These two news items came across our electronic desk just before the holidays.

Report includes Indigenous lens on remote learning in Canada

Report finds only 17 per cent of households on First Nations had access to broadband internet connectivity
A new report, including experiences of Indigenous youth who are disproportionately impacted by existing distant learning challenges, has been released.

The 56-page report, which is titled Uncharted Waters: Toward A World-Class Canadian E-Learning Paradigm, was released on Dec. 8.

To continue reading, click

Report eyes remote learning through Indigenous lens

As of last year, 17% of households on First Nations had access to broadband internet: Auditor General
A new report, including experiences of Indigenous youth who are disproportionately impacted by existing distant learning challenges, has been released.

The 56-page report, which is titled Uncharted Waters: Toward A World-Class Canadian E-Learning Paradigm, was released on Dec. 8.

To continue reading, click

Now the actual report that is being discussed was:

Uncharted Waters

A World-class Canadian E-learning Paradigm

By Maryna Ivus , Nathan Snider , Trevor Quan  December 10, 2021


Tagged with: EdTech, Education, eLearning, Distance Learning, Digital Fluency

As this is an organization that is new to the field of K-12 distance, online, and blended learning, it is worth looking at the organization and individuals behind the report.

Examining the Logistics of the Report

According to their website, the “Digital Think Tank by Information and Communications Technology Council (ICTC) is the research and policy arm of the ICTC” and they “provide future-focused research and publications that inform evidence-based policies and forward-looking insights for the digital economy.”  The team listed for ICTC, the vast majority are trained in economics or business, with a fair amount of political science or public policy through in there (even a couple with engineering, medical, or anthropology backgrounds) – although not all indicate their educational backgrounds.  Of the 21 people that are listed, there is only one with any mention of education in their academic background and that one is described as their “academic background stems from Nipissing and Athabasca University’s social science programs, with post-grad explorations in the field of ethics in technology, Indigenous research methodologies and Indigenous education” (whereas most of the profiles that did reference an academic background referred to specific degrees).  This is not to suggest that folks who aren’t trained in the field of education have nothing to offer to the conversation around educational practice or policy.  But it also means that those individuals may not be aware of established understandings in the field that are just known by those in the field (e.g., that there is no research to support individual learning styles as one often used example).

As for the actual report, the “primary research for this study consisted of a series of 20 key informant interviews (KIIs) and were held with a variety of subject matter experts from across Canada” and “a survey on distance learning to understand the perspectives of both students and parents… between February and March of 2021” (p. 49).  There is no specific reference to who the 20 interviewees were, other than “representation from Indigenous populations along with other members who self-identify as being part of Canada’s various communities: Black, and other people of colour (BIPOC). Representation included K–12 educators, higher learning professors, curriculum consultants, e-learning strategists, educational administrators, and educational directors from prominent Canadian teacher colleges” (p. 49). They surveys had 1063 responses from “556 parent respondents, and 507 student respondents primarily from the same families” (p. 49).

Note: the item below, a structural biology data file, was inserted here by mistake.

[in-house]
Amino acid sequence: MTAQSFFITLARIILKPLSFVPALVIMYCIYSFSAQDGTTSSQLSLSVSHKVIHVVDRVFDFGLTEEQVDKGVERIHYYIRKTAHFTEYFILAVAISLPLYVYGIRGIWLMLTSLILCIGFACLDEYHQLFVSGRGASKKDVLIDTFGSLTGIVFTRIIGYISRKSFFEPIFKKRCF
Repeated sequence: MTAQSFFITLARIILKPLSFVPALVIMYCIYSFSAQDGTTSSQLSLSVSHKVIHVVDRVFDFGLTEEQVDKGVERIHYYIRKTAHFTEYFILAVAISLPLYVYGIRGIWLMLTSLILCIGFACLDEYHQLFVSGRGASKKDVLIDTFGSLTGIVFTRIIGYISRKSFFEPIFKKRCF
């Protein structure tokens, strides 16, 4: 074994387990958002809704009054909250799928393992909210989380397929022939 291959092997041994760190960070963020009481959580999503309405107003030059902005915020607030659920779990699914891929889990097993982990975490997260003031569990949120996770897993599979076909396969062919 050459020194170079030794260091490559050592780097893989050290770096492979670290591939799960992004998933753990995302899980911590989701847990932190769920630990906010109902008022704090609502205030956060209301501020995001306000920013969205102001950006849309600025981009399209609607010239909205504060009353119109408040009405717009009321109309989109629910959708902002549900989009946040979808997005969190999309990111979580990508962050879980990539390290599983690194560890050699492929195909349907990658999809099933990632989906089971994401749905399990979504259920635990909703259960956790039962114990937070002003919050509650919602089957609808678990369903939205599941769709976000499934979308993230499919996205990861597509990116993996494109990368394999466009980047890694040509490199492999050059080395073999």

Beyond looking at the academic background of the authors and the organization, and how those might impact the quality of the work; as well as the methodology that was used and how that might skewed the findings that were presented, an examination of the literature that is used to inform the report is another tool to determine the understanding that the authors have of the field.  In looking through the 165 footnotes, the majority of sources seem to come from articles published in the popular news media (often Canadian daily newspapers) or from material published on the websites of different government agencies or various companies involved in the e-learning sector.  The research that is used is primarily from the higher education environment.  While there is some use of K-12 e-learning literature, it is scant and many of the seminal researchers – both within Canada and internationally – are completely absent from the report.

Examining the Content of the Report

The findings of the actual report are difficult to argue against in some cases, are obvious in some cases, and represent a misunderstanding of what is happening in other instances.  For example, I suspect that anyone involved in the field of K-12 e-learning would argue against the sentiment that “Canada must prepare for a future where e-learning is not just an emergency response but a common practice” (p. 5)  As we have seen K-12 e-learning grow from less than 1% of students engaged in some form of distance learning to approximately 6% of students in the past 20 years.  What is needed to see that figure grow to 10% or 25% or 50% or 100%?  What do Ministries of Education and/or higher education teacher preparation programs have to do to better equip and prepare educators so that they can accommodate this future?